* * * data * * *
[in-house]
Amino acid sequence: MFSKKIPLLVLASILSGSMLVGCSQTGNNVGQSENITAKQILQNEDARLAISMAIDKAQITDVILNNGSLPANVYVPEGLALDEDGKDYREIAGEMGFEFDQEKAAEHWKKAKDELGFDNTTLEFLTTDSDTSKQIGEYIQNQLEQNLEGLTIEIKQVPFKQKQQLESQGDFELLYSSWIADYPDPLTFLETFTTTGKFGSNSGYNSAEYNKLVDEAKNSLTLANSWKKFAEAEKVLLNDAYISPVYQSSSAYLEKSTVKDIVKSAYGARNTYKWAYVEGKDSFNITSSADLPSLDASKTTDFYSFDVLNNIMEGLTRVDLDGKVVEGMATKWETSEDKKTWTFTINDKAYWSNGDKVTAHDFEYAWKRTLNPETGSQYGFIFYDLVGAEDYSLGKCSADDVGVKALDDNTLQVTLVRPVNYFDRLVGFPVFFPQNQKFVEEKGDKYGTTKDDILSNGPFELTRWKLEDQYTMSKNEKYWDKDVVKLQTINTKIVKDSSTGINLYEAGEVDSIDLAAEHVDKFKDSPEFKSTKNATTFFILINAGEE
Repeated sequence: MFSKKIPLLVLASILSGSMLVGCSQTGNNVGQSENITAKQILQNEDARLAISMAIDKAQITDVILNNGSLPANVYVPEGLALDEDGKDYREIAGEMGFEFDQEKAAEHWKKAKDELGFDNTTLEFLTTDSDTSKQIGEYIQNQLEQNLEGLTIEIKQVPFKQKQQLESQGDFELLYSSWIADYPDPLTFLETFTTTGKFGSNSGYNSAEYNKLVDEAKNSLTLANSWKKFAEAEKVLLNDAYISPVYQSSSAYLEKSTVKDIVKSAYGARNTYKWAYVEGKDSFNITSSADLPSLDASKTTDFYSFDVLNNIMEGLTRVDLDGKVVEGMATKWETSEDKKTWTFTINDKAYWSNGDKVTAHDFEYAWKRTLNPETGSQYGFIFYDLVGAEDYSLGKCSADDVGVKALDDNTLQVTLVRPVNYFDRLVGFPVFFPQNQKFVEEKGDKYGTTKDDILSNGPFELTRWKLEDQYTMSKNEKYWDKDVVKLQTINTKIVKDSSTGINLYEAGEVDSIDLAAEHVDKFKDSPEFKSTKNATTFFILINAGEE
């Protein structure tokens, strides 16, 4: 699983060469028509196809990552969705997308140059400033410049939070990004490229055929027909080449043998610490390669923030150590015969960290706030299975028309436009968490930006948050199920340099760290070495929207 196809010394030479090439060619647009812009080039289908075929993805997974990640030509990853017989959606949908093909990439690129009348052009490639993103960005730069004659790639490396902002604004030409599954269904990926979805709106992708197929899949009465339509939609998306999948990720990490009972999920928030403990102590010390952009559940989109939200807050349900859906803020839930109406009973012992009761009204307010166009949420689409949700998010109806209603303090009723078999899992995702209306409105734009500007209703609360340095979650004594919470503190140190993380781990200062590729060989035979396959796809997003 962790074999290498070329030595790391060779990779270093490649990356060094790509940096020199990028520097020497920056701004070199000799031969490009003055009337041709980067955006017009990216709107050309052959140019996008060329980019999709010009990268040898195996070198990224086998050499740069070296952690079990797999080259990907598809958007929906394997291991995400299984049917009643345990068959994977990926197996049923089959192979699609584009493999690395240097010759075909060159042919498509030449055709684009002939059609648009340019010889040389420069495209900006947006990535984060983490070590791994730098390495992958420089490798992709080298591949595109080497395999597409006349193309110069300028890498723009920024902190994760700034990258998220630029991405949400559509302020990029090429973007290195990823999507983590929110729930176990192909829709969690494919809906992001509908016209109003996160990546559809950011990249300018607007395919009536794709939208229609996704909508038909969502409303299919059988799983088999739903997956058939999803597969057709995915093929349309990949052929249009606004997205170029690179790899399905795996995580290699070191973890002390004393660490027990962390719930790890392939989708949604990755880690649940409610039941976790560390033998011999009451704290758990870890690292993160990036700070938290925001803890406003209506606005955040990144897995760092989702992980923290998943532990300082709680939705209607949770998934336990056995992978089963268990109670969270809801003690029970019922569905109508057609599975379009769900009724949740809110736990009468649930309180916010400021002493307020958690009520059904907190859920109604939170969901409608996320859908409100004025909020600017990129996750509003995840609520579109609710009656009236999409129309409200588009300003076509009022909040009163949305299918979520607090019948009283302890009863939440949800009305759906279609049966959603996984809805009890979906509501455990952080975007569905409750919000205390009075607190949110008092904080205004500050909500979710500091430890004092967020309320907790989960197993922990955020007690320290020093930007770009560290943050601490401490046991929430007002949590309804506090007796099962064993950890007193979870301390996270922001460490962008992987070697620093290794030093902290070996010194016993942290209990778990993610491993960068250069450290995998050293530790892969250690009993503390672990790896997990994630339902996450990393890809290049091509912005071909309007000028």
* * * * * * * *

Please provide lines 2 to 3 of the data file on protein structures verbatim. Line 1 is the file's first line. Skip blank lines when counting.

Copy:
Amino acid sequence: MFSKKIPLLVLASILSGSMLVGCSQTGNNVGQSENITAKQILQNEDARLAISMAIDKAQITDVILNNGSLPANVYVPEGLALDEDGKDYREIAGEMGFEFDQEKAAEHWKKAKDELGFDNTTLEFLTTDSDTSKQIGEYIQNQLEQNLEGLTIEIKQVPFKQKQQLESQGDFELLYSSWIADYPDPLTFLETFTTTGKFGSNSGYNSAEYNKLVDEAKNSLTLANSWKKFAEAEKVLLNDAYISPVYQSSSAYLEKSTVKDIVKSAYGARNTYKWAYVEGKDSFNITSSADLPSLDASKTTDFYSFDVLNNIMEGLTRVDLDGKVVEGMATKWETSEDKKTWTFTINDKAYWSNGDKVTAHDFEYAWKRTLNPETGSQYGFIFYDLVGAEDYSLGKCSADDVGVKALDDNTLQVTLVRPVNYFDRLVGFPVFFPQNQKFVEEKGDKYGTTKDDILSNGPFELTRWKLEDQYTMSKNEKYWDKDVVKLQTINTKIVKDSSTGINLYEAGEVDSIDLAAEHVDKFKDSPEFKSTKNATTFFILINAGEE
Repeated sequence: MFSKKIPLLVLASILSGSMLVGCSQTGNNVGQSENITAKQILQNEDARLAISMAIDKAQITDVILNNGSLPANVYVPEGLALDEDGKDYREIAGEMGFEFDQEKAAEHWKKAKDELGFDNTTLEFLTTDSDTSKQIGEYIQNQLEQNLEGLTIEIKQVPFKQKQQLESQGDFELLYSSWIADYPDPLTFLETFTTTGKFGSNSGYNSAEYNKLVDEAKNSLTLANSWKKFAEAEKVLLNDAYISPVYQSSSAYLEKSTVKDIVKSAYGARNTYKWAYVEGKDSFNITSSADLPSLDASKTTDFYSFDVLNNIMEGLTRVDLDGKVVEGMATKWETSEDKKTWTFTINDKAYWSNGDKVTAHDFEYAWKRTLNPETGSQYGFIFYDLVGAEDYSLGKCSADDVGVKALDDNTLQVTLVRPVNYFDRLVGFPVFFPQNQKFVEEKGDKYGTTKDDILSNGPFELTRWKLEDQYTMSKNEKYWDKDVVKLQTINTKIVKDSSTGINLYEAGEVDSIDLAAEHVDKFKDSPEFKSTKNATTFFILINAGEE